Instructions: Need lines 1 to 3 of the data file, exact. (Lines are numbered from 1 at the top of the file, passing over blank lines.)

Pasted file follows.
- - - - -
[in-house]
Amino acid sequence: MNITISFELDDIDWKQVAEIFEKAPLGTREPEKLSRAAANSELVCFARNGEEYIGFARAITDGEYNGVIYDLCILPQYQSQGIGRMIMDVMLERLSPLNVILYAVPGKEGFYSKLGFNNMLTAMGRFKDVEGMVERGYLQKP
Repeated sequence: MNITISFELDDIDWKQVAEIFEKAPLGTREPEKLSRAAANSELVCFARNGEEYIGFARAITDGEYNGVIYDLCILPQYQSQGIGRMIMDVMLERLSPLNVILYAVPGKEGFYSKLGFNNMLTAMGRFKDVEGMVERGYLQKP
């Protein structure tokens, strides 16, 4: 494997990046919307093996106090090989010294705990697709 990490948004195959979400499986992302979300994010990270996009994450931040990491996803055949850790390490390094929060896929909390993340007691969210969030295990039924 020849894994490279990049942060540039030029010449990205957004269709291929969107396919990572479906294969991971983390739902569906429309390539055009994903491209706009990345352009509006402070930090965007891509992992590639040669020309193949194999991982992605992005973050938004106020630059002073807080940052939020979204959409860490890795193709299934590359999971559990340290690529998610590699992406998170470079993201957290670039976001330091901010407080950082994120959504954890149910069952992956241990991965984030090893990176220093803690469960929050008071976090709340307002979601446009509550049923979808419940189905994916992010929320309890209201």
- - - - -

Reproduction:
[in-house]
Amino acid sequence: MNITISFELDDIDWKQVAEIFEKAPLGTREPEKLSRAAANSELVCFARNGEEYIGFARAITDGEYNGVIYDLCILPQYQSQGIGRMIMDVMLERLSPLNVILYAVPGKEGFYSKLGFNNMLTAMGRFKDVEGMVERGYLQKP
Repeated sequence: MNITISFELDDIDWKQVAEIFEKAPLGTREPEKLSRAAANSELVCFARNGEEYIGFARAITDGEYNGVIYDLCILPQYQSQGIGRMIMDVMLERLSPLNVILYAVPGKEGFYSKLGFNNMLTAMGRFKDVEGMVERGYLQKP